Trade show videos need to be produced with this context in mind, avoiding the use of sound, music, or voice-over narration. You should also avoid talking heads if possible since subtitles can be difficult to read in this environment. Animation works particularly well in most cases.
Read more: 3 Tips For A Winning Trade Show Video
It’s highly unlikely that a person will just happen to start watching your video at or near the beginning, so avoid any long animated logos and design it instead as a short loop to increase the chance that viewers watch from beginning to end, and possibly more than once.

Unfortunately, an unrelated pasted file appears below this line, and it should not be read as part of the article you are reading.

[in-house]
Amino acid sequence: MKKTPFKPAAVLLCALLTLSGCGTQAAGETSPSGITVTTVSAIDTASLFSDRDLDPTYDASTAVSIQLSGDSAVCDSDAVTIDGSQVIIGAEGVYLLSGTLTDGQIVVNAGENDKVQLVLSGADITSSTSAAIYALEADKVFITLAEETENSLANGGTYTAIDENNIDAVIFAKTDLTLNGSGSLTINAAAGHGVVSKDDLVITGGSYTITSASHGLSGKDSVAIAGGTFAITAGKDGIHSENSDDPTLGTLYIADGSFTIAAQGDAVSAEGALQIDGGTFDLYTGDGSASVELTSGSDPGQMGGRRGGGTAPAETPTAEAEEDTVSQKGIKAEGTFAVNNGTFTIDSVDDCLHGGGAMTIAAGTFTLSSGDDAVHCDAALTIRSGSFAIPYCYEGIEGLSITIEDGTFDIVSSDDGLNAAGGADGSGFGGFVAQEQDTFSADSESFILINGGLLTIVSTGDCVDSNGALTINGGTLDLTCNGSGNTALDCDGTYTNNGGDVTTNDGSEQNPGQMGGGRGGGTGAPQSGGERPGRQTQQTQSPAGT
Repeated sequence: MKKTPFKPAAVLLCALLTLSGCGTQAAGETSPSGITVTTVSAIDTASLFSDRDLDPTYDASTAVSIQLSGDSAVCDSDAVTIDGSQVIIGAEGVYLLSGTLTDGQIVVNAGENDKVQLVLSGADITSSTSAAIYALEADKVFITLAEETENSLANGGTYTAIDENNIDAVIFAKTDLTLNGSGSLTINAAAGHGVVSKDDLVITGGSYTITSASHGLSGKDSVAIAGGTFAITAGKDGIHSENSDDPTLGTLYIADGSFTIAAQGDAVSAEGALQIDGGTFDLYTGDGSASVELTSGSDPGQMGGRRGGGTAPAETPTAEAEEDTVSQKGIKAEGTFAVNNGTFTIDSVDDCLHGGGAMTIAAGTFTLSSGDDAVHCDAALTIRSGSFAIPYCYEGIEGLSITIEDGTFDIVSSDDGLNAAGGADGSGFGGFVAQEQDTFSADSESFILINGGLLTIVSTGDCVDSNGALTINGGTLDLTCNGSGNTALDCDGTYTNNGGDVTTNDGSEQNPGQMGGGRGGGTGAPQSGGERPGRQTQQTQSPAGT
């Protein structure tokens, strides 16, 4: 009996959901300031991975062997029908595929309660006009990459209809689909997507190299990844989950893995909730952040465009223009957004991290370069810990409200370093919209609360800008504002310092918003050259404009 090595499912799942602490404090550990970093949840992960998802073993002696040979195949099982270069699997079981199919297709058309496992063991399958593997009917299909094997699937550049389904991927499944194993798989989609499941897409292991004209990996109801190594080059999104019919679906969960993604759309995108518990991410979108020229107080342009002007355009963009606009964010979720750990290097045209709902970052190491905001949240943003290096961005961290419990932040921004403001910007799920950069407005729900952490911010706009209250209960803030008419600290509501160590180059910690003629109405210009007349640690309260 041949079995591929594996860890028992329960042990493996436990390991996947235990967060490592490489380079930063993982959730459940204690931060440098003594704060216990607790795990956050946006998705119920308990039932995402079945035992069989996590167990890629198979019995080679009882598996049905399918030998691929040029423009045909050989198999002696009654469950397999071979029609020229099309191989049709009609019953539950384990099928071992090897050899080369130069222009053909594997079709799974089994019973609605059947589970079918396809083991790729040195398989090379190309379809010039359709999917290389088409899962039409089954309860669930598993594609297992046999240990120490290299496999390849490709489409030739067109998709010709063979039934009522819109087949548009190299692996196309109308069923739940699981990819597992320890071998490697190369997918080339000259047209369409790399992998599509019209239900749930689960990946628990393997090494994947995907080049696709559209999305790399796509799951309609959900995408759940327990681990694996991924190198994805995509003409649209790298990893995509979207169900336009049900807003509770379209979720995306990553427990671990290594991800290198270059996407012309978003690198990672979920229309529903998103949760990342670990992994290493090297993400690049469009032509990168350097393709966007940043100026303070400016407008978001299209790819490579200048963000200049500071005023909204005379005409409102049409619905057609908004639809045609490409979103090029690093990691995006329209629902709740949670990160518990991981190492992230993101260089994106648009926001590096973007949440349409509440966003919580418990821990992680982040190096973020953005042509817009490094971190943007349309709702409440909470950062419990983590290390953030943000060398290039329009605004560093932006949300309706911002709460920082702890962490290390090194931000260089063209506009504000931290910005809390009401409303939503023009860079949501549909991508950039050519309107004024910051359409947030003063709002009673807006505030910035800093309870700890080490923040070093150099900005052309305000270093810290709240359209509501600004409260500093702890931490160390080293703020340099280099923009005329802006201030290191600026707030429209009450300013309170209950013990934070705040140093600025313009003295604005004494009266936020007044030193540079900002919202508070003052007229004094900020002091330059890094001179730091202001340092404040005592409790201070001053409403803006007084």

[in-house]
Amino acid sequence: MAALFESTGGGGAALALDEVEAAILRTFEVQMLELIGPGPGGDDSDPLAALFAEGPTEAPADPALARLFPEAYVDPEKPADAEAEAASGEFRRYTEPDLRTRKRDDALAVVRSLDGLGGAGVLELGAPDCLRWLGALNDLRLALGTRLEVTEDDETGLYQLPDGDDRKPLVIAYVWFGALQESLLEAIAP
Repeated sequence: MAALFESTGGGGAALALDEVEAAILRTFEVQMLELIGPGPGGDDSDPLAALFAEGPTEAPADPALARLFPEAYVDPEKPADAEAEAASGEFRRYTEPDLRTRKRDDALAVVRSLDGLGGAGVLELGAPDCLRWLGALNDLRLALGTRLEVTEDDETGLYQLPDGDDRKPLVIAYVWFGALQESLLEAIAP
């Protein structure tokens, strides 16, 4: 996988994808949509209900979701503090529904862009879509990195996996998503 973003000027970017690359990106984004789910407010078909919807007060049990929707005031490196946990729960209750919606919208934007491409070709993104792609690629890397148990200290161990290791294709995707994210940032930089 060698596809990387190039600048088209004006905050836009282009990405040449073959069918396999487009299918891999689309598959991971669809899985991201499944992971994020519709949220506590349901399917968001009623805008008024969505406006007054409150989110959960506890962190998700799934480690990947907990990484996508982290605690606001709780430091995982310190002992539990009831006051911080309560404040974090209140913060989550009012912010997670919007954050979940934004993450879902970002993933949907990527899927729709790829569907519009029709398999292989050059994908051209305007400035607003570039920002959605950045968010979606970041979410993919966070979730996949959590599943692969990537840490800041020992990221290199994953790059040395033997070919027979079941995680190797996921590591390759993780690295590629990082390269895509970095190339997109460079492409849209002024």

Remember, the goal of playing a video at your booth is only to help pique someone’s interest in order to attract them to approach or stop at your booth. Once there, you may like to use the video as a tool for your sales reps to speak to in order to answer any questions you might have, but the video shouldn’t be relied upon to tell much of a story on its own in this environment.
Need help giving your marketing a boost? Contact us for a consultation today.